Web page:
The Minister for Health, Stephen Donnelly TD and the Minister of State with responsibility for Public Health, Well Being and National Drugs Strategy, Frank Feighan TD have welcomed the extension of funding for the Sláintecare Integration Fund project – Childhood Obesity Training in Primary Care into 2022.
One in four children in Ireland are living with overweight or obesity and 1.8% of children have severe obesity. Children living with obesity have a higher risk of adult diseases such as stroke, cardiovascular disease and about 11 different cancers. They also are at risk of other childhood health complications and illnesses. At present, most health professionals do not receive any specific training on childhood obesity.
Facilitating Integration of Childhood Obesity Services in Primary Care through Education was piloted from funding provided through the Sláintecare Integration Fund. Funding for the continuation of the project in 2022 is being provided by Healthy Ireland. The project aims to equip health professionals with knowledge, skills and confidence to help and support children who have obesity around the country.
The project is a collaboration between RCSI School of Physiotherapy, the Child and Adolescent Obesity Service in Children’s Health Ireland at Temple Street, UCD, GP representatives, the Irish Coalition of People with Obesity and the Association for the Study of Obesity on the island of Ireland.
Minister Feighan said: “As Minister for Public Health and Well Being, I am keenly aware that disadvantaged children have double the risk of developing obesity. When families look for clinical support to help their children, it is imperative that our health service offers the right help, and that that help is respectful and sensitive.”
“I am delighted that the voices of children who currently have obesity, their families, as well as adults who had obesity as children, have been central to designing the modules that make up this training programme.”
“The theme for World Obesity Day 2022 is ‘Everybody Needs to Act’, and through this training, we are empowering health professionals to act sensitively but decisively to ensure better health outcomes for children in their adult lives.”
The collaborative project is led by Dr. Grace O’Malley of the Obesity Research and Care Group in RCSI and Clinical Lead of the W82GO Child and Adolescent Obesity Service in CHI at Temple Street. Collaborating with health professionals including, Professor Clodagh O’Gorman, Foundation Chair & Professor of Paediatrics, University of Limerick the project team aims to build health professional engagement and experience, to enhance knowledge, to address perceived communication barriers and low confidence, and to establish a community of practice.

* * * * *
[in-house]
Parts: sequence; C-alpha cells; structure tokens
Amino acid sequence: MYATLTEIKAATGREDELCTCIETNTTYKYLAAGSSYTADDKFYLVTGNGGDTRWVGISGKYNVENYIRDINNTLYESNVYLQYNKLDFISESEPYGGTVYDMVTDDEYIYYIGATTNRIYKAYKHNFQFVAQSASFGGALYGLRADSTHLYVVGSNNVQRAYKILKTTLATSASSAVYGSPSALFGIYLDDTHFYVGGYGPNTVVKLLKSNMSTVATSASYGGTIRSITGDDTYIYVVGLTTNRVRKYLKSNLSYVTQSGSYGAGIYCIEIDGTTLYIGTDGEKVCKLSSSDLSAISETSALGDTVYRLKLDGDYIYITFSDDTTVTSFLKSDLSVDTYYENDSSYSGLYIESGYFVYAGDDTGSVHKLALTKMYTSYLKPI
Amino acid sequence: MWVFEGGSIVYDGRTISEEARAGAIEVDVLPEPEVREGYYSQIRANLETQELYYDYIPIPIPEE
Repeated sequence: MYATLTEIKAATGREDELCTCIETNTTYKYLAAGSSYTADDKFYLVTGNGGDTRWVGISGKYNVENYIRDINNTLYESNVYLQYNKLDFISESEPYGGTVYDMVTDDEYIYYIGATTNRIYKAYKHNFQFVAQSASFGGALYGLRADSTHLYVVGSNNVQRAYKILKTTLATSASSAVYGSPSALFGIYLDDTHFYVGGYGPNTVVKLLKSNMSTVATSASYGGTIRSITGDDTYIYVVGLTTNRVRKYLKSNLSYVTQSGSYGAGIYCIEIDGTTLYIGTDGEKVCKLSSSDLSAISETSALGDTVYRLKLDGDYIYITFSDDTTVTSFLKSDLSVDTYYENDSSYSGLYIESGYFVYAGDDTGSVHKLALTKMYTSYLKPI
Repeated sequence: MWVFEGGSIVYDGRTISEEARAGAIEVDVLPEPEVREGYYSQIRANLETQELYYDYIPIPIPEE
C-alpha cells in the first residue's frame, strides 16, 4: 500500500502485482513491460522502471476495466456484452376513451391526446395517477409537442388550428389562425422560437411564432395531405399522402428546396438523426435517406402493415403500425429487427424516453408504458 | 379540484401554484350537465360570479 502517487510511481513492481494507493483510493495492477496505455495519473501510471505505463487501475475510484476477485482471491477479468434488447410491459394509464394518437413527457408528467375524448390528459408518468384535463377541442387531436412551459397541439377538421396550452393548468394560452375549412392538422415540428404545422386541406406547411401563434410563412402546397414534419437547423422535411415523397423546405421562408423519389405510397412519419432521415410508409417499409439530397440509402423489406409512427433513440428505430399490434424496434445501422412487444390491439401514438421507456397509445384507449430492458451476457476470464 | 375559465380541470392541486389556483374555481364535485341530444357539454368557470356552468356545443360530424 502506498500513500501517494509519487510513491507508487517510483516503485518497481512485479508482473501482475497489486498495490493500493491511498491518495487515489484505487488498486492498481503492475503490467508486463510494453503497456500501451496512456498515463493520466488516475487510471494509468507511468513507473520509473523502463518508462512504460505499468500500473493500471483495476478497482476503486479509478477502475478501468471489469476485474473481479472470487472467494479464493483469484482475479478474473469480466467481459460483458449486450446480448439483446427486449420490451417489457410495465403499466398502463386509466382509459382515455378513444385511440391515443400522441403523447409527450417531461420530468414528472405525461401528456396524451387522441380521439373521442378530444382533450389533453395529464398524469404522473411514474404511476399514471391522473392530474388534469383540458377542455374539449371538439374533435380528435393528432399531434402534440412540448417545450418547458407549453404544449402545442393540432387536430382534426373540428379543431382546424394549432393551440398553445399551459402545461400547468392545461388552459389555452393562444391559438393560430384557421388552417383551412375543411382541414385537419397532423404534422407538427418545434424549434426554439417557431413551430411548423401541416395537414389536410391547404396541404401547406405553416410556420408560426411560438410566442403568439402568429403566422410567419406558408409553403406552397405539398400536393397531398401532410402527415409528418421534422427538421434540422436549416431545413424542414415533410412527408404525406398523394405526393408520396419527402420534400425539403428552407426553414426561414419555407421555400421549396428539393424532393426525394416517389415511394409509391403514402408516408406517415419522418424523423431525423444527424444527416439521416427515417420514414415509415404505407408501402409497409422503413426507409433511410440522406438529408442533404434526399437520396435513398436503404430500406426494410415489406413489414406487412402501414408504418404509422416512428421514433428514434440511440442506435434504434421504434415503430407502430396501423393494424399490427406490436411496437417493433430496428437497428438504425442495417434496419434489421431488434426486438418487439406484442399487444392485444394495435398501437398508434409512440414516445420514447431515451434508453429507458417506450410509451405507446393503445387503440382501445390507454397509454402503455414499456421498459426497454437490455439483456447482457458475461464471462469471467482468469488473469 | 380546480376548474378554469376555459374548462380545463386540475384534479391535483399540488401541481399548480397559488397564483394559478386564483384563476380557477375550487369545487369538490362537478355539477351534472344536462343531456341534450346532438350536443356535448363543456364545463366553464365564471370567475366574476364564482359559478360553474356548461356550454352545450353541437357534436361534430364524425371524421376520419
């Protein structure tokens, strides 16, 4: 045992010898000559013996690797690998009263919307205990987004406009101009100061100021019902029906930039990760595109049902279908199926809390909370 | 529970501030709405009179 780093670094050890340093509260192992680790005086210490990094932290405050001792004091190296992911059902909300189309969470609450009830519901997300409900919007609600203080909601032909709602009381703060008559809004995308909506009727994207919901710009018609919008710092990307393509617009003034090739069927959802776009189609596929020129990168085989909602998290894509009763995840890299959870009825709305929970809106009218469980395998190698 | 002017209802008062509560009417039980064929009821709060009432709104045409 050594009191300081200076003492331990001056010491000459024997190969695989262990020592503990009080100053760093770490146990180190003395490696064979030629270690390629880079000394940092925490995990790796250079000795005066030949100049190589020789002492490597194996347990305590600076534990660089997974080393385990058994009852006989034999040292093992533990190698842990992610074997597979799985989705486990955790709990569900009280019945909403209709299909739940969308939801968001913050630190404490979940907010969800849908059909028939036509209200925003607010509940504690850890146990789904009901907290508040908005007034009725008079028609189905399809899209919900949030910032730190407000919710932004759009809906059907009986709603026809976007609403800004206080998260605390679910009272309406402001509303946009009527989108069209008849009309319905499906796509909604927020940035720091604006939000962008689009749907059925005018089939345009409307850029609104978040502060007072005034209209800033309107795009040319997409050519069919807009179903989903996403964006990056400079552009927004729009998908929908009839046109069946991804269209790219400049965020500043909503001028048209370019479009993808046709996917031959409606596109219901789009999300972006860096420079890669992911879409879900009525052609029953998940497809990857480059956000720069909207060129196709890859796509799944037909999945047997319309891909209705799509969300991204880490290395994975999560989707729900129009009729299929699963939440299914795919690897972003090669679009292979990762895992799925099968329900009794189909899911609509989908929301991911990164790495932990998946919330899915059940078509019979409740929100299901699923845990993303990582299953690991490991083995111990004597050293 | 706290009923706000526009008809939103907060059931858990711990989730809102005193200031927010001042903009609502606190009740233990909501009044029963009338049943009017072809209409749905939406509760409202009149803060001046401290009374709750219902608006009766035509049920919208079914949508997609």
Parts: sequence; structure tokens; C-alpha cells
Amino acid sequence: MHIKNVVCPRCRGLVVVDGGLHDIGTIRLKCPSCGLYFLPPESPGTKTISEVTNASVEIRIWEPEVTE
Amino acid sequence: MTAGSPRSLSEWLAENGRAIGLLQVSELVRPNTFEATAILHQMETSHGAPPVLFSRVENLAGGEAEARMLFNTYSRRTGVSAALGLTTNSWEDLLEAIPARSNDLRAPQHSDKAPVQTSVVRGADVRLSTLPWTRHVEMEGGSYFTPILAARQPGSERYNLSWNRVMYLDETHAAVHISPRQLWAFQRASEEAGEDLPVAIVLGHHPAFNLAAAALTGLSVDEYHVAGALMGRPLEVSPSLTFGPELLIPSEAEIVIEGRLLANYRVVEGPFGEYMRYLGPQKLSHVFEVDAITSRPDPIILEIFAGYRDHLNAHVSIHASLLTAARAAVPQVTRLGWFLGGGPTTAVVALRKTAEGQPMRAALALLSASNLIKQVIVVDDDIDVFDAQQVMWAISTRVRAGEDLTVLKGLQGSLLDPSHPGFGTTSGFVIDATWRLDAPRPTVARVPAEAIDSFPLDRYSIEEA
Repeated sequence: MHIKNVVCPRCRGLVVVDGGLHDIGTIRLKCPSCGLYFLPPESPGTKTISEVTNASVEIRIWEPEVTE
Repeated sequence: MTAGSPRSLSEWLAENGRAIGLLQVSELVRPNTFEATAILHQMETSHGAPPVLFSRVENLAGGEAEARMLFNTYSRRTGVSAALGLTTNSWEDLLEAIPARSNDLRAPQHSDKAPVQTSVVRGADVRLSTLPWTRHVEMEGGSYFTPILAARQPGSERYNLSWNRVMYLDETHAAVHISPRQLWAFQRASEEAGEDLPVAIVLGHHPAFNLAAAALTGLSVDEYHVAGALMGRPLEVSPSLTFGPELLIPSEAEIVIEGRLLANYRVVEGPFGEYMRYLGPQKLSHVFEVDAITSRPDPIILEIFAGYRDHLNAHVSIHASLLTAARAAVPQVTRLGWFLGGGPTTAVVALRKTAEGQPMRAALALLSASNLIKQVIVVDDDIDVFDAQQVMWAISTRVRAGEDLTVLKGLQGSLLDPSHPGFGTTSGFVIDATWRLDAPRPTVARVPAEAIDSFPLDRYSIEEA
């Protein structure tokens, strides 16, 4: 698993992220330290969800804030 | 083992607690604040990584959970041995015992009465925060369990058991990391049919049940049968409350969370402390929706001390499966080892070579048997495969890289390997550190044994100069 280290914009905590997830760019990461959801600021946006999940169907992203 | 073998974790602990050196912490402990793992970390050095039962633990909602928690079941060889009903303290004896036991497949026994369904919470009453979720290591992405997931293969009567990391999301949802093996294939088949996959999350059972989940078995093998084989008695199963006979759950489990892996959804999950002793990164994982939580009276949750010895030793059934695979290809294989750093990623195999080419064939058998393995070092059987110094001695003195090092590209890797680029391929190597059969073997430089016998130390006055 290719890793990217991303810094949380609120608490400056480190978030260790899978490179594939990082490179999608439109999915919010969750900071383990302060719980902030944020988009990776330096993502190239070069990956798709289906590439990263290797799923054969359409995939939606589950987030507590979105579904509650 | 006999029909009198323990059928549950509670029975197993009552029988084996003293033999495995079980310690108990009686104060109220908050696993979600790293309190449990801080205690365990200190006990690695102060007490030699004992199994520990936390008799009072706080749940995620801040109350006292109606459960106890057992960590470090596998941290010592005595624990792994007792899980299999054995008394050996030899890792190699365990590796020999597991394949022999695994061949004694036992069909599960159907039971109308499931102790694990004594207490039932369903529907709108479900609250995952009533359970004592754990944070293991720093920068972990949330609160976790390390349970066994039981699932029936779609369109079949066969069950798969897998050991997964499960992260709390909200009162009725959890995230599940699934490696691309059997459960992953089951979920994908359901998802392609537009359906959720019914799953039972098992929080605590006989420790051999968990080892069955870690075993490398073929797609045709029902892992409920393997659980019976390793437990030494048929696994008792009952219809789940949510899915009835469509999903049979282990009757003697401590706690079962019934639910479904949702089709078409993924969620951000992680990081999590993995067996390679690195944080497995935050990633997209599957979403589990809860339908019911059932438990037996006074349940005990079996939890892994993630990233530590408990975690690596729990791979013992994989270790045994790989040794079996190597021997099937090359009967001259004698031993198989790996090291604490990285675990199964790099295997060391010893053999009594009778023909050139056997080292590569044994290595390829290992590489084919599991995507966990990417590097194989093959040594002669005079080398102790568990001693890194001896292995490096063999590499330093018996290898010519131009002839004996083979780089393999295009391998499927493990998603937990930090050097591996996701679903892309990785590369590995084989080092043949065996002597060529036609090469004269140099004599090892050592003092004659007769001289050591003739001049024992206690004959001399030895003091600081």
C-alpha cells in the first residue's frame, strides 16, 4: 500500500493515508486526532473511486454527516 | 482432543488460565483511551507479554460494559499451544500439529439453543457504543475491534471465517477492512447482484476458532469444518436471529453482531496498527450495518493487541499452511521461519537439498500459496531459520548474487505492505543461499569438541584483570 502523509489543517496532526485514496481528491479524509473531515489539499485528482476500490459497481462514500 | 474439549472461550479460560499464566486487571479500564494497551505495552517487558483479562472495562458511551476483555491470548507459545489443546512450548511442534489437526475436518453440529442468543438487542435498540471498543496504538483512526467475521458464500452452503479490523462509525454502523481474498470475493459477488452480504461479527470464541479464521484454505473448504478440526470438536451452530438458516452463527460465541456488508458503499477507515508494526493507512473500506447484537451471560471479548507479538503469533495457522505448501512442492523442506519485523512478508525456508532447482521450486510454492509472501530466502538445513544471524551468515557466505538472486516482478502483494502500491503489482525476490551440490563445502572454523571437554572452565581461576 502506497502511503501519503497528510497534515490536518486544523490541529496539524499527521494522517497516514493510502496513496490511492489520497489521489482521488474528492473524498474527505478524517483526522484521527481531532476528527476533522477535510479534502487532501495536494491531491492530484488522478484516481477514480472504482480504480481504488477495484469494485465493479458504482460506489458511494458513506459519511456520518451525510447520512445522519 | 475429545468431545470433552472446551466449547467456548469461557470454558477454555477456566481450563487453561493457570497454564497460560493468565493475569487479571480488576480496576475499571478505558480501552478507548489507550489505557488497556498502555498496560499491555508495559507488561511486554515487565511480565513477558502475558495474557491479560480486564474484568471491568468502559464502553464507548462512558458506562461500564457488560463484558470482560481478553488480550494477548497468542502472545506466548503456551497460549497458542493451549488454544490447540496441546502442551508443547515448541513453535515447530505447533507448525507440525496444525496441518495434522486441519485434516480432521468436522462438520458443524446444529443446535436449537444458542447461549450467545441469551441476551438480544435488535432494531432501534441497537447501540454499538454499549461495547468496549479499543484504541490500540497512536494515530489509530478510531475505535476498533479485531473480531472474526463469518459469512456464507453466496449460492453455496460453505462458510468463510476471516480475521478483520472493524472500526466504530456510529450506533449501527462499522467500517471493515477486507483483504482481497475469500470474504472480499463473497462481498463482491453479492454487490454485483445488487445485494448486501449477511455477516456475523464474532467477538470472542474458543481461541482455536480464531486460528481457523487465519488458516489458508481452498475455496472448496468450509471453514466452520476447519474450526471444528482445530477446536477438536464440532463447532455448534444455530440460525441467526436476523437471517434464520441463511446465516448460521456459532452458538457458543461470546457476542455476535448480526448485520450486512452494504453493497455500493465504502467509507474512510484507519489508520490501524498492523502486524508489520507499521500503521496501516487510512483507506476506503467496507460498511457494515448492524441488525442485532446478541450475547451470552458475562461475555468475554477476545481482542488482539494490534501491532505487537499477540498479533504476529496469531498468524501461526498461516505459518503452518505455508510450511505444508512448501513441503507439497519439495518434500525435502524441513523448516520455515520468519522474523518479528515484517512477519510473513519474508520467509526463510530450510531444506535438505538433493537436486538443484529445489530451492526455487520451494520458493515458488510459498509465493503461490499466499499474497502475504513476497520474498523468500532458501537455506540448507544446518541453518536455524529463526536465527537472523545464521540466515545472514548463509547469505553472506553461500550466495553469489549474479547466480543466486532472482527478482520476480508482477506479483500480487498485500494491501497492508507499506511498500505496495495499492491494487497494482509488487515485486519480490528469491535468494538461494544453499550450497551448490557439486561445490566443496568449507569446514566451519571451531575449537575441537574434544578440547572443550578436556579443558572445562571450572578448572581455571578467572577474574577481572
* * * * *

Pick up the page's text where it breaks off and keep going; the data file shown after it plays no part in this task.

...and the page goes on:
They had initially aimed to provide training for 75 health professionals through 2020. However, the planned deliverables were exceeded with over 1100 health professionals registered for training and over 750 hours of training completed to date.
Minister Donnelly said: “The innovation the team have brought to this project is uplifting to see, and the results speak for themselves with participants reporting that self-assessed knowledge of childhood obesity has increased 100%.”
“I am delighted to announce that my Department is providing funding for 2022 through Healthy Ireland and I look forward to seeing the outcomes of the next phase of this project as the team aims to move from building health professional knowledge to developing clinical and communication skills, and how to apply them.”
Watch the Sláintecare webinar “Enhancing capacity & skills for the management of chronic conditions” from 18th November 2022 here.
Minister Donnelly said: “As children move through their lives to adulthood, they will encounter many healthcare professionals. Community healthcare is a very important part of this care for young people with Public Health Nurses, GPs, Community Dietitians, Community Physiotherapists all having an important role to play.
“The delivery of this free, high-quality training allows health professionals to develop their knowledge and aims to improve access to care for children and adolescents with obesity. By improving training, the project facilitates health professionals to provide children and families with a better patient experience including less stigmatising attitudes from health professionals.”
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